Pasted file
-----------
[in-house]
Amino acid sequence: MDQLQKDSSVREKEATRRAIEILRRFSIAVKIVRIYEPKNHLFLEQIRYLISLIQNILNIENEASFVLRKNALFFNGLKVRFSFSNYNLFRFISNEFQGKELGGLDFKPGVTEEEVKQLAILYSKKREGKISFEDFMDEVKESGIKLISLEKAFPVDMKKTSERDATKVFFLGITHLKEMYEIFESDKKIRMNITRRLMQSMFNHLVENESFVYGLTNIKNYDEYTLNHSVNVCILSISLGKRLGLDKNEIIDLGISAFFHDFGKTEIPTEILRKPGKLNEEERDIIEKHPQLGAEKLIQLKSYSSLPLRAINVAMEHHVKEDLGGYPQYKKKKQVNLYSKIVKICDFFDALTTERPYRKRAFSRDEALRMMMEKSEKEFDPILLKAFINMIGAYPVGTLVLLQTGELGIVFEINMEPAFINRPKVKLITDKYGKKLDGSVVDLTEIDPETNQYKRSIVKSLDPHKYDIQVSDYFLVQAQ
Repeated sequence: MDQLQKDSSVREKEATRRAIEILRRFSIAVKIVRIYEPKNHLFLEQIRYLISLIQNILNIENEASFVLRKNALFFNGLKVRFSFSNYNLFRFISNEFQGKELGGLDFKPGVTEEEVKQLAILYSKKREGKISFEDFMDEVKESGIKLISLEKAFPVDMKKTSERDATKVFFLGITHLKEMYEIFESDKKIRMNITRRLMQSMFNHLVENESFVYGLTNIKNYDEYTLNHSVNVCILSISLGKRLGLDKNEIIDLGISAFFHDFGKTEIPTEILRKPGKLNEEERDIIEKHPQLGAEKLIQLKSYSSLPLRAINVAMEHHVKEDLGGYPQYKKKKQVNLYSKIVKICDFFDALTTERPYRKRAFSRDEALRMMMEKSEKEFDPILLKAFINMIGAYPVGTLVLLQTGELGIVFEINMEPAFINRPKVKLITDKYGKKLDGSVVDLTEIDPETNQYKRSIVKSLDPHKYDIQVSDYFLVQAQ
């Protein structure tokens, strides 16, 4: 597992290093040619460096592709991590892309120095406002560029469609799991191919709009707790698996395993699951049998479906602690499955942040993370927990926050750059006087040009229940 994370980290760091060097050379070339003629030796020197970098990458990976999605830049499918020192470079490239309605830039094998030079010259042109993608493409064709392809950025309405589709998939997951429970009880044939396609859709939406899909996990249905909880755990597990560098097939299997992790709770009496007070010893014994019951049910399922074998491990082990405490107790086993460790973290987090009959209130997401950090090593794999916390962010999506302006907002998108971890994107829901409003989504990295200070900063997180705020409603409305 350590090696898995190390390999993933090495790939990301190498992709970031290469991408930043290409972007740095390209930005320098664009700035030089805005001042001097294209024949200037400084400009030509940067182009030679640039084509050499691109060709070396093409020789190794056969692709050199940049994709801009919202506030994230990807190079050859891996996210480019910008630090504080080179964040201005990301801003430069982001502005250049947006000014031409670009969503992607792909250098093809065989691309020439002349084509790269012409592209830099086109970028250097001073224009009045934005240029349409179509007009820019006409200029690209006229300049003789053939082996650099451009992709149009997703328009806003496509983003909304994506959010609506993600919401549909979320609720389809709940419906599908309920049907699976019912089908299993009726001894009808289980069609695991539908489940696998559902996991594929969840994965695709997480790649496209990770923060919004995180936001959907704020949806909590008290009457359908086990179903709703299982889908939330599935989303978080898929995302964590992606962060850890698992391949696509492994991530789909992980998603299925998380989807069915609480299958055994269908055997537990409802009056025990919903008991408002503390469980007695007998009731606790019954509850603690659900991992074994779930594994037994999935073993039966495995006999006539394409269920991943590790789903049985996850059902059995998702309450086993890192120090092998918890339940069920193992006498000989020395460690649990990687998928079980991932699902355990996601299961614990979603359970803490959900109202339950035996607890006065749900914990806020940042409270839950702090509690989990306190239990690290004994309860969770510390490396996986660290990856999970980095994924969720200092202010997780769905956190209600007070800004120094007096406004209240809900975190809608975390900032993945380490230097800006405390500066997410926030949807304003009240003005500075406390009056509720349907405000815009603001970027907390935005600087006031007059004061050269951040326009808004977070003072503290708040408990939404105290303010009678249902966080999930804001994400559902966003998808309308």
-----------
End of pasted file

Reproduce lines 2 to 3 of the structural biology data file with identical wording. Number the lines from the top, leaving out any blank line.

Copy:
Amino acid sequence: MDQLQKDSSVREKEATRRAIEILRRFSIAVKIVRIYEPKNHLFLEQIRYLISLIQNILNIENEASFVLRKNALFFNGLKVRFSFSNYNLFRFISNEFQGKELGGLDFKPGVTEEEVKQLAILYSKKREGKISFEDFMDEVKESGIKLISLEKAFPVDMKKTSERDATKVFFLGITHLKEMYEIFESDKKIRMNITRRLMQSMFNHLVENESFVYGLTNIKNYDEYTLNHSVNVCILSISLGKRLGLDKNEIIDLGISAFFHDFGKTEIPTEILRKPGKLNEEERDIIEKHPQLGAEKLIQLKSYSSLPLRAINVAMEHHVKEDLGGYPQYKKKKQVNLYSKIVKICDFFDALTTERPYRKRAFSRDEALRMMMEKSEKEFDPILLKAFINMIGAYPVGTLVLLQTGELGIVFEINMEPAFINRPKVKLITDKYGKKLDGSVVDLTEIDPETNQYKRSIVKSLDPHKYDIQVSDYFLVQAQ
Repeated sequence: MDQLQKDSSVREKEATRRAIEILRRFSIAVKIVRIYEPKNHLFLEQIRYLISLIQNILNIENEASFVLRKNALFFNGLKVRFSFSNYNLFRFISNEFQGKELGGLDFKPGVTEEEVKQLAILYSKKREGKISFEDFMDEVKESGIKLISLEKAFPVDMKKTSERDATKVFFLGITHLKEMYEIFESDKKIRMNITRRLMQSMFNHLVENESFVYGLTNIKNYDEYTLNHSVNVCILSISLGKRLGLDKNEIIDLGISAFFHDFGKTEIPTEILRKPGKLNEEERDIIEKHPQLGAEKLIQLKSYSSLPLRAINVAMEHHVKEDLGGYPQYKKKKQVNLYSKIVKICDFFDALTTERPYRKRAFSRDEALRMMMEKSEKEFDPILLKAFINMIGAYPVGTLVLLQTGELGIVFEINMEPAFINRPKVKLITDKYGKKLDGSVVDLTEIDPETNQYKRSIVKSLDPHKYDIQVSDYFLVQAQ